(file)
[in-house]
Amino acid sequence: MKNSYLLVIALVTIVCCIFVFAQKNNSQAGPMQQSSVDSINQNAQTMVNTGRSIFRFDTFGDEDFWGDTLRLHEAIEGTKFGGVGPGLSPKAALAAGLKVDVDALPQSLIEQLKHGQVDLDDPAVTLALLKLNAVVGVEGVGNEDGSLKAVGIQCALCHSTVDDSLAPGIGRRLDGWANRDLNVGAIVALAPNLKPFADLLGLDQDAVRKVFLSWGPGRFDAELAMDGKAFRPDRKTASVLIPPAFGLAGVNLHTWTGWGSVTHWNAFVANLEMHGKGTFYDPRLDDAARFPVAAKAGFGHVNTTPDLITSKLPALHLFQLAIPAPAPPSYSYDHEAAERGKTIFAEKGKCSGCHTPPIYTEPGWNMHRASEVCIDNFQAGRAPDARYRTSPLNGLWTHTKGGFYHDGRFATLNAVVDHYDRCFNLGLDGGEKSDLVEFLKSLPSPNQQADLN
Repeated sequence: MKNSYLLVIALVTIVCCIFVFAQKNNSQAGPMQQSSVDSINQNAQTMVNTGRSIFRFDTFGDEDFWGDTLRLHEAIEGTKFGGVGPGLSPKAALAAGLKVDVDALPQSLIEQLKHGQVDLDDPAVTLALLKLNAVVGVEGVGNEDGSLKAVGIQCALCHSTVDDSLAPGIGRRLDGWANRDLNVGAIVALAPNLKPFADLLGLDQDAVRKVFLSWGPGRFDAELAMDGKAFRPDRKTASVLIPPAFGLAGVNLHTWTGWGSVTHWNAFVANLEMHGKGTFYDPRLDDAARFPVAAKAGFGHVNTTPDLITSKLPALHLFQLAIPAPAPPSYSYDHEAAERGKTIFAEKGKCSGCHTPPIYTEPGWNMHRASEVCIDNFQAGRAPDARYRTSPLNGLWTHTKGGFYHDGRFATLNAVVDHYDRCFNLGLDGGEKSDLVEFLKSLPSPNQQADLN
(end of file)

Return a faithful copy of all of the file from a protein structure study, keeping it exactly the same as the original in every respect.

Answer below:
[in-house]
Amino acid sequence: MKNSYLLVIALVTIVCCIFVFAQKNNSQAGPMQQSSVDSINQNAQTMVNTGRSIFRFDTFGDEDFWGDTLRLHEAIEGTKFGGVGPGLSPKAALAAGLKVDVDALPQSLIEQLKHGQVDLDDPAVTLALLKLNAVVGVEGVGNEDGSLKAVGIQCALCHSTVDDSLAPGIGRRLDGWANRDLNVGAIVALAPNLKPFADLLGLDQDAVRKVFLSWGPGRFDAELAMDGKAFRPDRKTASVLIPPAFGLAGVNLHTWTGWGSVTHWNAFVANLEMHGKGTFYDPRLDDAARFPVAAKAGFGHVNTTPDLITSKLPALHLFQLAIPAPAPPSYSYDHEAAERGKTIFAEKGKCSGCHTPPIYTEPGWNMHRASEVCIDNFQAGRAPDARYRTSPLNGLWTHTKGGFYHDGRFATLNAVVDHYDRCFNLGLDGGEKSDLVEFLKSLPSPNQQADLN
Repeated sequence: MKNSYLLVIALVTIVCCIFVFAQKNNSQAGPMQQSSVDSINQNAQTMVNTGRSIFRFDTFGDEDFWGDTLRLHEAIEGTKFGGVGPGLSPKAALAAGLKVDVDALPQSLIEQLKHGQVDLDDPAVTLALLKLNAVVGVEGVGNEDGSLKAVGIQCALCHSTVDDSLAPGIGRRLDGWANRDLNVGAIVALAPNLKPFADLLGLDQDAVRKVFLSWGPGRFDAELAMDGKAFRPDRKTASVLIPPAFGLAGVNLHTWTGWGSVTHWNAFVANLEMHGKGTFYDPRLDDAARFPVAAKAGFGHVNTTPDLITSKLPALHLFQLAIPAPAPPSYSYDHEAAERGKTIFAEKGKCSGCHTPPIYTEPGWNMHRASEVCIDNFQAGRAPDARYRTSPLNGLWTHTKGGFYHDGRFATLNAVVDHYDRCFNLGLDGGEKSDLVEFLKSLPSPNQQADLN